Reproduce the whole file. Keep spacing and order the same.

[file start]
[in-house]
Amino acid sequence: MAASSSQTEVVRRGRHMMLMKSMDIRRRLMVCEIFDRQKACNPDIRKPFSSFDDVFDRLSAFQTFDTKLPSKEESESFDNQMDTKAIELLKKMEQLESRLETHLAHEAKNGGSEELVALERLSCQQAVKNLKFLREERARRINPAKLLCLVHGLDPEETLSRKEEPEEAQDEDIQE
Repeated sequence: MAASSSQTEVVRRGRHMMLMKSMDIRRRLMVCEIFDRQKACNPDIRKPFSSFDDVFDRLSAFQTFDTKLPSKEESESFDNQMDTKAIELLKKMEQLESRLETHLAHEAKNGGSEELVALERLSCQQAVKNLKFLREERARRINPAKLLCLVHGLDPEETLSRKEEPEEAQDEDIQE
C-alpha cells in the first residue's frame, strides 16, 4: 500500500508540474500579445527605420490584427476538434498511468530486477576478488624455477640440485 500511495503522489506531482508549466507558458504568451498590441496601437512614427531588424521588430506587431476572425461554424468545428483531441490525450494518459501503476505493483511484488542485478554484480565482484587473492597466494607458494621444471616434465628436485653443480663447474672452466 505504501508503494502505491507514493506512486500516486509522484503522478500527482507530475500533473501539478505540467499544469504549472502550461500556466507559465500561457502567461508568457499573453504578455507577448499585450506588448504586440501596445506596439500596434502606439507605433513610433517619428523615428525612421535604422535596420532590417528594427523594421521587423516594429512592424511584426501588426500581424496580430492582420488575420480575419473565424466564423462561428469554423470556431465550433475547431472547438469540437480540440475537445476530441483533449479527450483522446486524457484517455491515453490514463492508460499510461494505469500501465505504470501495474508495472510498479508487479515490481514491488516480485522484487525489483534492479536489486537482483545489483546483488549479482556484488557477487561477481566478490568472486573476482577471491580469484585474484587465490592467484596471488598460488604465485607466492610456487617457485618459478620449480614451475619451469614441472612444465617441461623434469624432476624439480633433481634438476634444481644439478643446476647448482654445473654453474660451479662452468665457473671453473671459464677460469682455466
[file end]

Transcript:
[in-house]
Amino acid sequence: MAASSSQTEVVRRGRHMMLMKSMDIRRRLMVCEIFDRQKACNPDIRKPFSSFDDVFDRLSAFQTFDTKLPSKEESESFDNQMDTKAIELLKKMEQLESRLETHLAHEAKNGGSEELVALERLSCQQAVKNLKFLREERARRINPAKLLCLVHGLDPEETLSRKEEPEEAQDEDIQE
Repeated sequence: MAASSSQTEVVRRGRHMMLMKSMDIRRRLMVCEIFDRQKACNPDIRKPFSSFDDVFDRLSAFQTFDTKLPSKEESESFDNQMDTKAIELLKKMEQLESRLETHLAHEAKNGGSEELVALERLSCQQAVKNLKFLREERARRINPAKLLCLVHGLDPEETLSRKEEPEEAQDEDIQE
C-alpha cells in the first residue's frame, strides 16, 4: 500500500508540474500579445527605420490584427476538434498511468530486477576478488624455477640440485 500511495503522489506531482508549466507558458504568451498590441496601437512614427531588424521588430506587431476572425461554424468545428483531441490525450494518459501503476505493483511484488542485478554484480565482484587473492597466494607458494621444471616434465628436485653443480663447474672452466 505504501508503494502505491507514493506512486500516486509522484503522478500527482507530475500533473501539478505540467499544469504549472502550461500556466507559465500561457502567461508568457499573453504578455507577448499585450506588448504586440501596445506596439500596434502606439507605433513610433517619428523615428525612421535604422535596420532590417528594427523594421521587423516594429512592424511584426501588426500581424496580430492582420488575420480575419473565424466564423462561428469554423470556431465550433475547431472547438469540437480540440475537445476530441483533449479527450483522446486524457484517455491515453490514463492508460499510461494505469500501465505504470501495474508495472510498479508487479515490481514491488516480485522484487525489483534492479536489486537482483545489483546483488549479482556484488557477487561477481566478490568472486573476482577471491580469484585474484587465490592467484596471488598460488604465485607466492610456487617457485618459478620449480614451475619451469614441472612444465617441461623434469624432476624439480633433481634438476634444481644439478643446476647448482654445473654453474660451479662452468665457473671453473671459464677460469682455466